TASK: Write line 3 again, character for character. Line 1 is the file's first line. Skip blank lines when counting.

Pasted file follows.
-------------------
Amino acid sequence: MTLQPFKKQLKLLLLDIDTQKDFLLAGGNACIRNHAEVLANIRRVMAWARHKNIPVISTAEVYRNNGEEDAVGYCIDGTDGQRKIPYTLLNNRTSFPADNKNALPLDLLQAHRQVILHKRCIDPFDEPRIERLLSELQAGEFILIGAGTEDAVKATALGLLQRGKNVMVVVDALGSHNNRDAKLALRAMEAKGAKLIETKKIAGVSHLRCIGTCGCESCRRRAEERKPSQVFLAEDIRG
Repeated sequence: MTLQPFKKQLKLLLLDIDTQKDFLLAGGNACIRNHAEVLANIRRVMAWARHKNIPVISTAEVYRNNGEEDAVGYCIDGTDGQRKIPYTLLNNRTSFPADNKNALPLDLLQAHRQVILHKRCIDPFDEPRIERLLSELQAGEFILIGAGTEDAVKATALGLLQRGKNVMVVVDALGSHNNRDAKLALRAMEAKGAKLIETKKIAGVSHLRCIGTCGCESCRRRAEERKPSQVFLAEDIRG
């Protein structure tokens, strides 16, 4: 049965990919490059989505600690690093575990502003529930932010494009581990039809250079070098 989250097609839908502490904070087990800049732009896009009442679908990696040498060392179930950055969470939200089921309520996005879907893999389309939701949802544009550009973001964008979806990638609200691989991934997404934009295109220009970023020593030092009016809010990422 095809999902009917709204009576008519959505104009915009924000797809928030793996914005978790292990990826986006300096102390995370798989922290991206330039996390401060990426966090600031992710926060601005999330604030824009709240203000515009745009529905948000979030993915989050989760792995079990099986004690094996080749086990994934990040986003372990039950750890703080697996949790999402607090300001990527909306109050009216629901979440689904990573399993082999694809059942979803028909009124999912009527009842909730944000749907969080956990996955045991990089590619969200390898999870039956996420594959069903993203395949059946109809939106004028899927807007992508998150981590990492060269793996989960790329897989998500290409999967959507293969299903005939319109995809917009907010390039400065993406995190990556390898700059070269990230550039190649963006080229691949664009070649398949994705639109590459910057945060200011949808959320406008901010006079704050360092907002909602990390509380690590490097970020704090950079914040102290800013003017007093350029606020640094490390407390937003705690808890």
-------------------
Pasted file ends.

């Protein structure tokens, strides 16, 4: 049965990919490059989505600690690093575990502003529930932010494009581990039809250079070098 989250097609839908502490904070087990800049732009896009009442679908990696040498060392179930950055969470939200089921309520996005879907893999389309939701949802544009550009973001964008979806990638609200691989991934997404934009295109220009970023020593030092009016809010990422 095809999902009917709204009576008519959505104009915009924000797809928030793996914005978790292990990826986006300096102390995370798989922290991206330039996390401060990426966090600031992710926060601005999330604030824009709240203000515009745009529905948000979030993915989050989760792995079990099986004690094996080749086990994934990040986003372990039950750890703080697996949790999402607090300001990527909306109050009216629901979440689904990573399993082999694809059942979803028909009124999912009527009842909730944000749907969080956990996955045991990089590619969200390898999870039956996420594959069903993203395949059946109809939106004028899927807007992508998150981590990492060269793996989960790329897989998500290409999967959507293969299903005939319109995809917009907010390039400065993406995190990556390898700059070269990230550039190649963006080229691949664009070649398949994705639109590459910057945060200011949808959320406008901010006079704050360092907002909602990390509380690590490097970020704090950079914040102290800013003017007093350029606020640094490390407390937003705690808890």